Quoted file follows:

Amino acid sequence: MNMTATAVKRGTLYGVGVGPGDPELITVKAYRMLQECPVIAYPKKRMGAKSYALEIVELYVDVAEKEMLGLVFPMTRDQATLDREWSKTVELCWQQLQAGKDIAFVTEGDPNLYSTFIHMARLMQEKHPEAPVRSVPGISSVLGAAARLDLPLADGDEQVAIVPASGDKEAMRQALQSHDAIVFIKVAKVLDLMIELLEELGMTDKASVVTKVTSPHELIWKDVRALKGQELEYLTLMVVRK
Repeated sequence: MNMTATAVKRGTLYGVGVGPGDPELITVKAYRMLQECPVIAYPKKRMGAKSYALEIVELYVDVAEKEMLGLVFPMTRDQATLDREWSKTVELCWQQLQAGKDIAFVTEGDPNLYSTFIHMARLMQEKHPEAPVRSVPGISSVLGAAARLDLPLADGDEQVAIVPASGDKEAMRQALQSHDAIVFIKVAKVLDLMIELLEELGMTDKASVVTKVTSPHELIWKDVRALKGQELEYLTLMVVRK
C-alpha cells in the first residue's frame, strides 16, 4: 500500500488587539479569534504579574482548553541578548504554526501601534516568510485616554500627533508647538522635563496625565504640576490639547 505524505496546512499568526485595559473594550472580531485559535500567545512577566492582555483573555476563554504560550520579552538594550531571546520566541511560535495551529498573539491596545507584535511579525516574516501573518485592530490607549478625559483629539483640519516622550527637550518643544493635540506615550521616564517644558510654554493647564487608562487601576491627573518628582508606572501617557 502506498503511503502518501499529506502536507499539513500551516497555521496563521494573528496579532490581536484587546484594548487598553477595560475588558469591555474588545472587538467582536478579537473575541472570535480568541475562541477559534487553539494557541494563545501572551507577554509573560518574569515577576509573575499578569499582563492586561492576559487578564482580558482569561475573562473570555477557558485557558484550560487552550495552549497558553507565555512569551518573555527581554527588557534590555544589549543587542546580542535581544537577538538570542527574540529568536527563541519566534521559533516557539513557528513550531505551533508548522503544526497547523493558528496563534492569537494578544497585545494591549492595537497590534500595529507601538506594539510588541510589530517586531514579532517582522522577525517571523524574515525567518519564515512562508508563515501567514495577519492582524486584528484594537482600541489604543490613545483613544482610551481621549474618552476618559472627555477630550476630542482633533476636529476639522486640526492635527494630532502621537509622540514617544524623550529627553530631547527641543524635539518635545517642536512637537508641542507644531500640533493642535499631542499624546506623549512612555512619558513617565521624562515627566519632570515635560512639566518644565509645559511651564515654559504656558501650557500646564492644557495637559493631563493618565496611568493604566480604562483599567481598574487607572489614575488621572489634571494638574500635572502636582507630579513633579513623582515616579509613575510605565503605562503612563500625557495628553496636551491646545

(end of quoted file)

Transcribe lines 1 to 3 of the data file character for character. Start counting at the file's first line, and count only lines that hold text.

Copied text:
Amino acid sequence: MNMTATAVKRGTLYGVGVGPGDPELITVKAYRMLQECPVIAYPKKRMGAKSYALEIVELYVDVAEKEMLGLVFPMTRDQATLDREWSKTVELCWQQLQAGKDIAFVTEGDPNLYSTFIHMARLMQEKHPEAPVRSVPGISSVLGAAARLDLPLADGDEQVAIVPASGDKEAMRQALQSHDAIVFIKVAKVLDLMIELLEELGMTDKASVVTKVTSPHELIWKDVRALKGQELEYLTLMVVRK
Repeated sequence: MNMTATAVKRGTLYGVGVGPGDPELITVKAYRMLQECPVIAYPKKRMGAKSYALEIVELYVDVAEKEMLGLVFPMTRDQATLDREWSKTVELCWQQLQAGKDIAFVTEGDPNLYSTFIHMARLMQEKHPEAPVRSVPGISSVLGAAARLDLPLADGDEQVAIVPASGDKEAMRQALQSHDAIVFIKVAKVLDLMIELLEELGMTDKASVVTKVTSPHELIWKDVRALKGQELEYLTLMVVRK
C-alpha cells in the first residue's frame, strides 16, 4: 500500500488587539479569534504579574482548553541578548504554526501601534516568510485616554500627533508647538522635563496625565504640576490639547 505524505496546512499568526485595559473594550472580531485559535500567545512577566492582555483573555476563554504560550520579552538594550531571546520566541511560535495551529498573539491596545507584535511579525516574516501573518485592530490607549478625559483629539483640519516622550527637550518643544493635540506615550521616564517644558510654554493647564487608562487601576491627573518628582508606572501617557 502506498503511503502518501499529506502536507499539513500551516497555521496563521494573528496579532490581536484587546484594548487598553477595560475588558469591555474588545472587538467582536478579537473575541472570535480568541475562541477559534487553539494557541494563545501572551507577554509573560518574569515577576509573575499578569499582563492586561492576559487578564482580558482569561475573562473570555477557558485557558484550560487552550495552549497558553507565555512569551518573555527581554527588557534590555544589549543587542546580542535581544537577538538570542527574540529568536527563541519566534521559533516557539513557528513550531505551533508548522503544526497547523493558528496563534492569537494578544497585545494591549492595537497590534500595529507601538506594539510588541510589530517586531514579532517582522522577525517571523524574515525567518519564515512562508508563515501567514495577519492582524486584528484594537482600541489604543490613545483613544482610551481621549474618552476618559472627555477630550476630542482633533476636529476639522486640526492635527494630532502621537509622540514617544524623550529627553530631547527641543524635539518635545517642536512637537508641542507644531500640533493642535499631542499624546506623549512612555512619558513617565521624562515627566519632570515635560512639566518644565509645559511651564515654559504656558501650557500646564492644557495637559493631563493618565496611568493604566480604562483599567481598574487607572489614575488621572489634571494638574500635572502636582507630579513633579513623582515616579509613575510605565503605562503612563500625557495628553496636551491646545